September 22, 2011
Street Shooting Man
Atlanta multi-media artist Matt Haffner gets graphic with a new show at Whitespace Gallery through Oct. 15
By Felicia Feaster
Matt Haffner’s works may ooze urban grit, street smarts and seamy film noir suspense, but we peel back the former street artist’s layers, to reveal a “retrosexual” father who likes to bake, digs filmmaker Wong Kar Wai’s woozy love stories, and has a new fondness for progressive dance troupes.
Hunkered down at Octane coffee shop in Westside to talk about his solo show at Whitespace Gallery, Matt Haffner looks every inch the impossibly cool urban artist. Dressed in his signature vintage hat, flannel shirt and Converse high tops, Haffner epitomizes that nimble, adaptable, democratic breed of artist able to navigate gallery openings and gritty street photography with equal aplomb. But don’t let the Grizzly Adams beard and multiple tattoos fool you. Retrosexual Haffner is as evolved a man as you could find, with a three-year-old daughter, a 21-year-old son, an artist wife of 11 years Laura Bell, a cute bungalow in Kirkwood, a steady teaching job at Kennesaw State University and a Ward Cleaver patriarchal calm lurking within that hipster facade. He’s a man so comfortable in his own skin, he can bake and nurture and emote with no fear that his masculinity will be compromised—the kind of even-tempered guy you’d want around when a jumper has to be talked down from a ledge or a small child’s ice cream cone head-plants the pavement. Matt makes everything seem OK.
The artist’s iconoclastic, edgy work suggests an often darker, edgier sensibility, but a deep commitment to the integrity of the places and the people he documents. He incorporates elements of photography, graffiti art and documentary into his photo-based collage, video and installation work, but in a signature style that is unmistakably Haffneresque.
His moody, graphic images also happen to make Atlanta seem like the most compelling city on the planet. His film noir tableaux of city folk engaged in unsavory and provocative behavior and his street art photo-based murals bring a seductive, cinematic quality to Atlanta--offering up a city incubating any number of fascinating stories, people and places.
Haffner’s new solo exhibition Just Across the Tracks at Whitespace Gallery (814 Edgewood Avenue) through October 15 continues the artist’s engaging fixation on narrative-rich urban spaces: the old factories and gas stations, dive restaurants and pawn shops where mini-dramas unfold. In his gorgeously graphic, cut-paper silhouette pieces, Haffner layers grey sky, white buildings and black figures in a theatrical tableaux, where street artist’s lay up wheat paste murals, pedestrians gawk at a helicopter flying overhead, and homeless men walk the city streets pushing shopping carts heaped with their belongings. There’s a reason Haffner has exhibitions programmed throughout the U.S. through 2013. His work is punchy, slick, sexy, but filled to the brim with fascinating content. Equally engaging are the wall-sized video pieces Haffner has created for Just Across the Tracks that bring Atlanta’s teeming, cacophonous streetscape spilling into Whitespace’s serene Inman Park gallery. Haffner used both a video camera and a large-format still camera to document the mom and pop businesses and the passing parade of humanity on Atlanta’s gritty streets.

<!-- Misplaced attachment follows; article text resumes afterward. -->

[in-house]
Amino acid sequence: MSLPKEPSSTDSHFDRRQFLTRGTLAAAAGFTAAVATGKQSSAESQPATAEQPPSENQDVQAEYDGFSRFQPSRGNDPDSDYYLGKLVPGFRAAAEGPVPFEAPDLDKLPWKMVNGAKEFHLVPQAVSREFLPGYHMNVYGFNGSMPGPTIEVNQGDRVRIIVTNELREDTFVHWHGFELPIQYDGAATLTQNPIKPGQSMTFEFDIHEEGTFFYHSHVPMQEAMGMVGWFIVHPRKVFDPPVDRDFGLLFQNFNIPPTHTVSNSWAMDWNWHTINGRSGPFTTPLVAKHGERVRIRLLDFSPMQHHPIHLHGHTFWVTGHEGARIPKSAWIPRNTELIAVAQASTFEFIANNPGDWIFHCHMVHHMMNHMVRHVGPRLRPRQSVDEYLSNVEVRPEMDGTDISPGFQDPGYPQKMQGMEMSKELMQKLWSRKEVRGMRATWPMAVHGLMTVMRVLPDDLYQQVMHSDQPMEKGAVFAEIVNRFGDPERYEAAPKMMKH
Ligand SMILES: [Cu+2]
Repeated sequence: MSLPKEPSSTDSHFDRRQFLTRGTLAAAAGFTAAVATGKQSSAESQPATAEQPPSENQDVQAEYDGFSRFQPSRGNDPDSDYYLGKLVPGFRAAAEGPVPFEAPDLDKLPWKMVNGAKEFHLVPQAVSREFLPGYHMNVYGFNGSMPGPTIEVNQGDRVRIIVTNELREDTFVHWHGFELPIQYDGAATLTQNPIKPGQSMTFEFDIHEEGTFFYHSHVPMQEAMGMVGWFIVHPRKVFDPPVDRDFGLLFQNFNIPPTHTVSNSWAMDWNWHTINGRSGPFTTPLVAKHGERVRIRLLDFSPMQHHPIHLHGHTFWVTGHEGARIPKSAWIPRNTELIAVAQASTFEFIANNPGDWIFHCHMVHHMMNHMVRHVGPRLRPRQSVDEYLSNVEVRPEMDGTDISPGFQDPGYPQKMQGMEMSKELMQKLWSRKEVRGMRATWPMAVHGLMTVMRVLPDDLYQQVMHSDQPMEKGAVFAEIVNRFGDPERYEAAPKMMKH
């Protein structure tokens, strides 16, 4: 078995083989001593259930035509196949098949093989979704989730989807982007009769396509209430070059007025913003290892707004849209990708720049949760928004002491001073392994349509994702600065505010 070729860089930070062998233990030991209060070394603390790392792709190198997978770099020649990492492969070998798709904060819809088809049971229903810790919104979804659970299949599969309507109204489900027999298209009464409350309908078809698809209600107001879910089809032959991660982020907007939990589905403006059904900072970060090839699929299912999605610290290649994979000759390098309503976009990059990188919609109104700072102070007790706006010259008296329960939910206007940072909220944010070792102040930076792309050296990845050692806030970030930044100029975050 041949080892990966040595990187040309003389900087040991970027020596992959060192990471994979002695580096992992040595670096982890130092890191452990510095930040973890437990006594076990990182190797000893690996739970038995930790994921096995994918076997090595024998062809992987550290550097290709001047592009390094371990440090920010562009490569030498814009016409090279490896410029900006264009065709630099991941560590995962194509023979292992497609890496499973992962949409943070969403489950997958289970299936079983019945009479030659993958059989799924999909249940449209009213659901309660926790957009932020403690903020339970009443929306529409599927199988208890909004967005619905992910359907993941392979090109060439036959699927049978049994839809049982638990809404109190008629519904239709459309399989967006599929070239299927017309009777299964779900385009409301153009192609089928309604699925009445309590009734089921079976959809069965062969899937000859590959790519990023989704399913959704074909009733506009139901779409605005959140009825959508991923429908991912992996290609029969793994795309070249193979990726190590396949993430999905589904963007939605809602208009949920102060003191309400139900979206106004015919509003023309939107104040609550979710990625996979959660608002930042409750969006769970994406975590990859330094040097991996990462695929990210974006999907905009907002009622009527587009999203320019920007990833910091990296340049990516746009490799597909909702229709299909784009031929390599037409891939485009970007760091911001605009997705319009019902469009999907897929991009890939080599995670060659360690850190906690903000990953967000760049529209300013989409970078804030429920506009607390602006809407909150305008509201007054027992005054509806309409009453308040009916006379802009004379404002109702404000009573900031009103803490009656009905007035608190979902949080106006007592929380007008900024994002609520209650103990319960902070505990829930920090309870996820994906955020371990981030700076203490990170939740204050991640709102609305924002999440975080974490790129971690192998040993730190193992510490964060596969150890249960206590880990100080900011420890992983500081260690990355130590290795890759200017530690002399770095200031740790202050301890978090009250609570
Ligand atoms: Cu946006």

Luxecrush sat down to speak with the accomplished multi-media artist to talk about where he finds inspiration as well as his surprising kitchen wizardry.
Your work is so cinematic. Is there a short list of films you really love?
Anything by Jean-Pierre Jeunet [Delicatessen, Amélie]. I like that old, nostalgic kind of feel. One of my hands-down favorite films is [Wong Kar-Wai’s] In the Mood for Love.
What’s your state of mind immediately after completing a show: relief, sadness, elation?
It’s different every time. The danger for most artists is that postpartum depression. I was just making some notes: get back in the studio, don’t just play Xbox and watch TV and not do anything. I’ve got to be right back in the studio doing stuff.
What’s the great thing about having an artist spouse and the not-so-great thing?
The great thing is that she is my go-to for criticism and knows my work intimately; better than anyone else. Laura can hurt my feelings way more than anyone else, I think because I listen so much to what she says. Sometimes I don’t even want to ask her because I’m setting myself up for a fall. The downside is probably dealing with each others’ highs and lows in terms of making work. The highs feel more rare than the lows.